Sadly it was not the Tombstone I fondly remembered, the one with residents dressed in period clothing walking about, great local vittles being sold off western themed street carts (best fry bread I've ever had), historic old buildings and bordellos revamped as fun shops and the occasional and seemingly impromptu gun fights exploding out into the street enacted by dusty and appropriately garbed local actors. My first glance down Allen Street revealed an excessively groomed, too neat, too clean mock-up of a faux old mining town vista. It was more pristine than even Disney could have managed, manicured and molded into a modern lineup of mostly tourist traps, not one horse puckey in sight (despite the constant trudging of the poor stagecoach Clydesdales), not a crumb of character, not a whiff of western ambiance, not one damn gunslinger in sight. I actually looked at the street signs to see if we were in the right place.
All the things you wanted to see, the O.K.Corral, the World's Largest Rose Bush, The Bird Cage Theater, the Good Enough Mine and yes, even Boot Hill Cemetery are all now locked up and gated behind a ten or twenty dollar sign. You can peek in but if you want real history you'd better be prepared to pay a pretty peso or two hundred to get the real Tombstone. Allen Street is barricaded at both ends and you can ride the "Old Butterfield Stagecoach", for a price.
Kate's is now serving up their own branded pilsner in souvenir pint glasses which I wanted to try. But there's no big nose on that pint glass Kate, famous bar saloon singer and girlfriend of Doc Holiday, just a modern day blond cowgirl holding a six-shooter. Another blow to history since Kate was a songbird not a gunslinger, but the pilsner was good.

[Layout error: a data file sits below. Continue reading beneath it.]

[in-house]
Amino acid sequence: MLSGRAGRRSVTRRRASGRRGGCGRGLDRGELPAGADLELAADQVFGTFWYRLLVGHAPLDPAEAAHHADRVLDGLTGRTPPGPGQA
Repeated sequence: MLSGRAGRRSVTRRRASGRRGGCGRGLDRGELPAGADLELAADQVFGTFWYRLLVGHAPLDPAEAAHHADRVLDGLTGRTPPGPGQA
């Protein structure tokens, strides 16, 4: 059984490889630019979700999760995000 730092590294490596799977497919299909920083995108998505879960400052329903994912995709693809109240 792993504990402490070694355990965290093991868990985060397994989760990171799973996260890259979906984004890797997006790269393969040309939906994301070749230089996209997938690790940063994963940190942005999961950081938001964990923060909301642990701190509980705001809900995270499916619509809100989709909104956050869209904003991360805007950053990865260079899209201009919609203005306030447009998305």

As for The Crystal Palace, thank heavens, it's still the great bar and restaurant I remember, no Faro or gambling of course, but "STILL SERVING GOOD WHISKEY & TOLERABLE WATER", and pretty decent burgers and food. And the barmaids are in period garb, boobage and all. This was where I spied the promotional tablecards for the Not Your Father's Beer and, eschewing my planned order of a shot of some local "Red Eye", I ordered a bottle.
Yes, it did taste like root beer and at the back you got the ale. The first couple of sips were pretty good. Then, slowly the sweet began to become too much, even for me and I didn't finish the bottle. Derle barely touched his (sorry D), and Melodieann quit a bit before I did. It was not badly priced, even in a tourist town, $13 plus tip for three bottles and I'm glad I tried it. But no six packs of this particular craft beer will be taking up space in my home bar.
Despite the controlled attempts to extract as much dinero from the tourists as possible, we did have a good time in Tombstone. Mostly thanks to The Crystal Palace and Big Nose Kate's, a couple of beers, some friendly bikers and our own good humor. But if you're heading to Tombstone for a glimpse of the Old West and some history be prepared to pay dearly for the privilege or just skip the tourist ideas and have a decent burger and a drink at The Crystal Palace or Big Nose Kate's, the only bits of Tombstone that seem to be still standing, then head on south to Bisbee.
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